Advertising can pose a challenge to marketers. On one side, they want to present their products and services in the best light to appeal to customers. On the other, high prices or flaws in quality may be an unappealing aspect of their products and services, causing potential customers to choose competitors instead. Marketers have to balance highlighting best qualities in order to attract customers and being honest about the realistic – and possibly negative – features of products and services. Because of this, some marketers fall into a trap of false or deceptive advertising.
Stigmas associated with mental health have been breaking down over the last few years, especially through the COVID-19 pandemic as stress, anxiety, and depression have risen to alarmingly high levels. While brands have previously either faced backlash for mental health in marketing campaigns or completely shied away from the topic, now consumers value brands that acknowledge and relate to their personal struggles.
Taco Bell’s latest advertisement campaign pokes fun at market leader and competitor McDonald’s. The ad features singer Doja Cat escaping from a clown school whose ice cream machines are broken. Sound familiar? Using comparative advertising, influencer and social media marketing, and rewards program incentives, Taco Bell’s recent ad campaign not so subtly asserts their superiority over the fast-food leader plagued by broken ice cream machines.
Every year marketers and customers alike prepare for the largest advertising event in the United States: The Super Bowl. The famous sports event provides a unique mass marketing opportunity to utilize television advertisements to promote everything from chips to cars. This weekend is Super Bowl LVI, and everyone is wondering which of the multimillion-dollar commercials will flop and which will triumph. But why do companies willing spend huge portions of their marketing budgets for a 30-second ad? Super Bowl Sunday is the one time of year that people actually turn on the TV just to watch commercials.
Fetch Rewards is a company that allows users to earn rewards back on their purchases from several companies, eliminating the need to participate in brand-specific rewards programs. In exchange for a partnership with Fetch Rewards, companies can gain access to certain user data. User data analytics allows companies to strategically target customers based on their purchasing habits and favorite rewards, among other usage metrics. Would you give up data on your spending preferences for appealing rewards and personalized advertisements from your favorite brands?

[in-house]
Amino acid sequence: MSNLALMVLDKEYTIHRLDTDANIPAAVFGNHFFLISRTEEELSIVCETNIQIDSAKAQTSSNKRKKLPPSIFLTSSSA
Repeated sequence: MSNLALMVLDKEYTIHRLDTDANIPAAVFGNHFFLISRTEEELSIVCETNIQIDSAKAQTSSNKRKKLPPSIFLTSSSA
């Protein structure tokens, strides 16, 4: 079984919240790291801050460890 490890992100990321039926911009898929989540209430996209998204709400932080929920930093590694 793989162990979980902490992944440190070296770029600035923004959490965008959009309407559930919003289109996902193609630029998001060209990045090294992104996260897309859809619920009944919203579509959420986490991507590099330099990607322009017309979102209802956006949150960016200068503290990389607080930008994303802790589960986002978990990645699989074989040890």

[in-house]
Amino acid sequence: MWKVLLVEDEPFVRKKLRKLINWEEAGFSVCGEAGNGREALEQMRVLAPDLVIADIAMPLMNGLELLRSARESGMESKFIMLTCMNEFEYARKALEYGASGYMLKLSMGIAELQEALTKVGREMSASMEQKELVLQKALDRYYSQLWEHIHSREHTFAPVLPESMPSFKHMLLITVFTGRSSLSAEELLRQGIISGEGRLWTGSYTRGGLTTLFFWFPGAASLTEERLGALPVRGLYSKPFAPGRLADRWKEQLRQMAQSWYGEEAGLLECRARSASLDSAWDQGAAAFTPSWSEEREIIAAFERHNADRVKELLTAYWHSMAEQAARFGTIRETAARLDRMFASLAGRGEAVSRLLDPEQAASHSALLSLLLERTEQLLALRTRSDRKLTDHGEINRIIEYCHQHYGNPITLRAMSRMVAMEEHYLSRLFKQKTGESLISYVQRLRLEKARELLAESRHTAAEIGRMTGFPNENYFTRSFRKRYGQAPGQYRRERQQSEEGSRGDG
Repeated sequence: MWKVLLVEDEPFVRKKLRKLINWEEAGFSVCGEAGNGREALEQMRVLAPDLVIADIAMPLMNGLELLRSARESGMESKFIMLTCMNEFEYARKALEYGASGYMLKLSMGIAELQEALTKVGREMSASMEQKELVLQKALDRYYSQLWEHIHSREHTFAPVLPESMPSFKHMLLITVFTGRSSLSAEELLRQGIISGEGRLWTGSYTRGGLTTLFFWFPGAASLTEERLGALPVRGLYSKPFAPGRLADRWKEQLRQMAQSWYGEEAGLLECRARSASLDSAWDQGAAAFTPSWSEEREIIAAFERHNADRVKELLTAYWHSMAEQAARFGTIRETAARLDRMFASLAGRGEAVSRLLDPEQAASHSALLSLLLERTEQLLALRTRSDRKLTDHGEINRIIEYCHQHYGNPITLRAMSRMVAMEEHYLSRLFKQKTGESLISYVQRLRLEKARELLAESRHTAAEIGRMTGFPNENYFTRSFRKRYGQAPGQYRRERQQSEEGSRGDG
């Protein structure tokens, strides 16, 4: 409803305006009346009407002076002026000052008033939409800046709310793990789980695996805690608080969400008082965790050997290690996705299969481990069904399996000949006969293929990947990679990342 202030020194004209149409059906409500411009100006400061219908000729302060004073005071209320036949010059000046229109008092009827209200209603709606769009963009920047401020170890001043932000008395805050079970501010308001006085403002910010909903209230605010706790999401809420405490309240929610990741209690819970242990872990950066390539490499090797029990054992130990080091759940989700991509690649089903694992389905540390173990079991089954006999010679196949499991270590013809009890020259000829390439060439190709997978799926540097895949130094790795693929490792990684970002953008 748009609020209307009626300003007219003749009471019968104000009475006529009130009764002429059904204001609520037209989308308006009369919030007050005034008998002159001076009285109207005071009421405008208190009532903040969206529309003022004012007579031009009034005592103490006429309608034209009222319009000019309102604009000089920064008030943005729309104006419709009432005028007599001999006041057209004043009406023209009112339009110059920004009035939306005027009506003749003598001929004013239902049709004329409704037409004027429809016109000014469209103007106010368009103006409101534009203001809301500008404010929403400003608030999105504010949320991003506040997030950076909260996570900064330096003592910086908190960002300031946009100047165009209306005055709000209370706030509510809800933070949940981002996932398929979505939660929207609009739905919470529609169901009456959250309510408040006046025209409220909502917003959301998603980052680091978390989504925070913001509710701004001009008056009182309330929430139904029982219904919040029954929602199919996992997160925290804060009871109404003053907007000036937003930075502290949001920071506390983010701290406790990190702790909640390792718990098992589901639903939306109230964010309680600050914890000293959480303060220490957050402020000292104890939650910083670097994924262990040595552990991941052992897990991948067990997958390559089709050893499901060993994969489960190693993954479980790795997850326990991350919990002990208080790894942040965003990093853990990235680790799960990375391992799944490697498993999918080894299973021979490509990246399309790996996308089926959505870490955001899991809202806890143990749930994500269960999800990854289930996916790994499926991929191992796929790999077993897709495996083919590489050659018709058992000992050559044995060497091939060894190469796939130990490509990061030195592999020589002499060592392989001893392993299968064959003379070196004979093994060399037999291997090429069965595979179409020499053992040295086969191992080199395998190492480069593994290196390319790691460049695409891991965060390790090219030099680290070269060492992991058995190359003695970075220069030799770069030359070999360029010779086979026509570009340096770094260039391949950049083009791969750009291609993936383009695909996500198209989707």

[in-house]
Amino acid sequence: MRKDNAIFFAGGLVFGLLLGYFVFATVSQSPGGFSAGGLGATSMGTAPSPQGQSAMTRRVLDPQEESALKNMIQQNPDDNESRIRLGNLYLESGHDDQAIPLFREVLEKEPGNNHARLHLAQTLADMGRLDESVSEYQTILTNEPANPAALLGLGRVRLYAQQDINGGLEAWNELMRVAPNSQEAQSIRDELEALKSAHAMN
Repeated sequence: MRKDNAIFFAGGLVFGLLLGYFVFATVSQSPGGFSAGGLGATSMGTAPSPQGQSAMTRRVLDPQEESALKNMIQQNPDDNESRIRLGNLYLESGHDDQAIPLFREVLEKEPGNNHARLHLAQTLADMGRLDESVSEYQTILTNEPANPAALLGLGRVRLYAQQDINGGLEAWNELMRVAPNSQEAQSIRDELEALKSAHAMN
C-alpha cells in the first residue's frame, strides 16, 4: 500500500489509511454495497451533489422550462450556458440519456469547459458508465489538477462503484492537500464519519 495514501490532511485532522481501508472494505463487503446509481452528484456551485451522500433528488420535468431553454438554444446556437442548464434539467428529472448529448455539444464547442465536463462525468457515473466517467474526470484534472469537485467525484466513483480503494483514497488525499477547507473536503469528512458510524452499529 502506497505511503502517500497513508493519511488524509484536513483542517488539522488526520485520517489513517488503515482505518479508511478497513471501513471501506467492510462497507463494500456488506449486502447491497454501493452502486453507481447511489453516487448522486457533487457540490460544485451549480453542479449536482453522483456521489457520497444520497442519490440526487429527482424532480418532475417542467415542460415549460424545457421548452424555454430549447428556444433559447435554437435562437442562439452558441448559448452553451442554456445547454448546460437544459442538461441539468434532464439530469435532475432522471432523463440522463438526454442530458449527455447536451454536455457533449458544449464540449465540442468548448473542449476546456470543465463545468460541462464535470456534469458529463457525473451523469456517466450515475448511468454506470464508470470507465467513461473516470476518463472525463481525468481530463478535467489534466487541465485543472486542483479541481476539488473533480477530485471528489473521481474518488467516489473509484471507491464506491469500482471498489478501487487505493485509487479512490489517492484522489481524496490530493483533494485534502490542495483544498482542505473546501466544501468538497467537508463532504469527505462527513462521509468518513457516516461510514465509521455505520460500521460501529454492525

Known for their tradition and scientific method to pouring the perfect pint, Guinness has mastered product differentiation and strategy. The successful brand originating from Ireland operates globally, brewed in over 60 countries and available in over 150. With a diverse range of products, packaging, and labelling, Guinness sets an example to marketing managers promoting consumer products internationally. By adjusting their products to suit the trends and preferences of different markets, Guinness has been able to appeal to a variety of consumer tastes for over 260 years.
Take a look at your shampoo bottle or an item in your pantry. Is the packaging recyclable? Is it “naturally derived”? Does it come from a “sustainable” brand? Chances are, you are being misled by those labels. In order to meet increased consumer expectations for environmentally friendly products and services and reach net zero emission goals, companies have taken a less than ethical approach when advertising their products: greenwashing.
Celebrities can attract new customers, boost sales, and be iconic in advertising campaigns. With increased importance placed on social media marketing, endorsements can also come from smaller scale stars like Instagram influencers. Consumers will buy a product or service because their favorite influencer raves about it on Tik Tok or to support their favorite actress’s new product line, regardless of the celebrity’s actual involvement in product creation. [i] Despite the enormous benefits to celebrity and influencer endorsements, marketers face equally great risks to partnering their brand or product with an individual. Scandal and controversy are difficult to predict and can damage a company’s reputation and sales.
Celebrity endorsements have been around for as long as the concept of celebrity has existed. Consider PepsiCo’s newest brand of sparkling water, Bubly. In 2019, the company contracted with Michael Bublé for a series of advertisements where he plays with the Bubly/Bublé relationship, insisting that the water’s name is pronounced “boo-blay,” like his last name. The Bublé/Bubly partnership applies a number of essential items for a successful celebrity endorsement.
In the world of Spotify, Pandora, Apple Music and Apple Podcasts, it would seem that radio is in trouble. The industry, which is heavily reliant on advertising dollars, experienced a 4% decrease in revenue over the past five years. Despite this decline, insurance and real estate companies still spent approximately $257.7 million on radio advertising in 2019. In 2020, Progressive launched the “Sounds of the Old World” radio advertising campaign, which may help prove that radio is not as dead as one might think.